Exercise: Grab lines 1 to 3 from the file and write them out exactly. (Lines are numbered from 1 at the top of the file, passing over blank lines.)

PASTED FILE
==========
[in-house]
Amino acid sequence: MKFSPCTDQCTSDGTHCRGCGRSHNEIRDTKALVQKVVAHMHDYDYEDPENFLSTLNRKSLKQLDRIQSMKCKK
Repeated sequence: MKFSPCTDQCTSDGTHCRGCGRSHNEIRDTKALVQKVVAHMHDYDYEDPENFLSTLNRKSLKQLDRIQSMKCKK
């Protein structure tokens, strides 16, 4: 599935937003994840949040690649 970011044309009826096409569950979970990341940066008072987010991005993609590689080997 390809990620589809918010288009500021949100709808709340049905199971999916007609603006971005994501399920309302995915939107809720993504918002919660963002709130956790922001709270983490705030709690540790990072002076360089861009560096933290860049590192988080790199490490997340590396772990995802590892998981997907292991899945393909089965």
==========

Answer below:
[in-house]
Amino acid sequence: MKFSPCTDQCTSDGTHCRGCGRSHNEIRDTKALVQKVVAHMHDYDYEDPENFLSTLNRKSLKQLDRIQSMKCKK
Repeated sequence: MKFSPCTDQCTSDGTHCRGCGRSHNEIRDTKALVQKVVAHMHDYDYEDPENFLSTLNRKSLKQLDRIQSMKCKK